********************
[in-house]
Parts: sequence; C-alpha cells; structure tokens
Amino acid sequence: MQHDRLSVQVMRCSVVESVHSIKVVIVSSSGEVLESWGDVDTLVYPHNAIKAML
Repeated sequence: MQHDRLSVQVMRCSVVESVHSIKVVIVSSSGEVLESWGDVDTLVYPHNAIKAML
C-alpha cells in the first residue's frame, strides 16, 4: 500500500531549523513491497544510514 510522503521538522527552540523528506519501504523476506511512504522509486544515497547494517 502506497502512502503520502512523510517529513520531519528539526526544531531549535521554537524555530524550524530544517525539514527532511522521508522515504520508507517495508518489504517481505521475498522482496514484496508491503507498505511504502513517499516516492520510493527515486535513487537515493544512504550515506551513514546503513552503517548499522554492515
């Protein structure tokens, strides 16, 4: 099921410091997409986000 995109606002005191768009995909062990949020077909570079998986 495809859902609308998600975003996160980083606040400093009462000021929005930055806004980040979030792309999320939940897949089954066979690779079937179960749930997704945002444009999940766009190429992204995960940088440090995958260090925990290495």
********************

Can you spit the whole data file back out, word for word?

[in-house]
Parts: sequence; C-alpha cells; structure tokens
Amino acid sequence: MQHDRLSVQVMRCSVVESVHSIKVVIVSSSGEVLESWGDVDTLVYPHNAIKAML
Repeated sequence: MQHDRLSVQVMRCSVVESVHSIKVVIVSSSGEVLESWGDVDTLVYPHNAIKAML
C-alpha cells in the first residue's frame, strides 16, 4: 500500500531549523513491497544510514 510522503521538522527552540523528506519501504523476506511512504522509486544515497547494517 502506497502512502503520502512523510517529513520531519528539526526544531531549535521554537524555530524550524530544517525539514527532511522521508522515504520508507517495508518489504517481505521475498522482496514484496508491503507498505511504502513517499516516492520510493527515486535513487537515493544512504550515506551513514546503513552503517548499522554492515
């Protein structure tokens, strides 16, 4: 099921410091997409986000 995109606002005191768009995909062990949020077909570079998986 495809859902609308998600975003996160980083606040400093009462000021929005930055806004980040979030792309999320939940897949089954066979690779079937179960749930997704945002444009999940766009190429992204995960940088440090995958260090925990290495």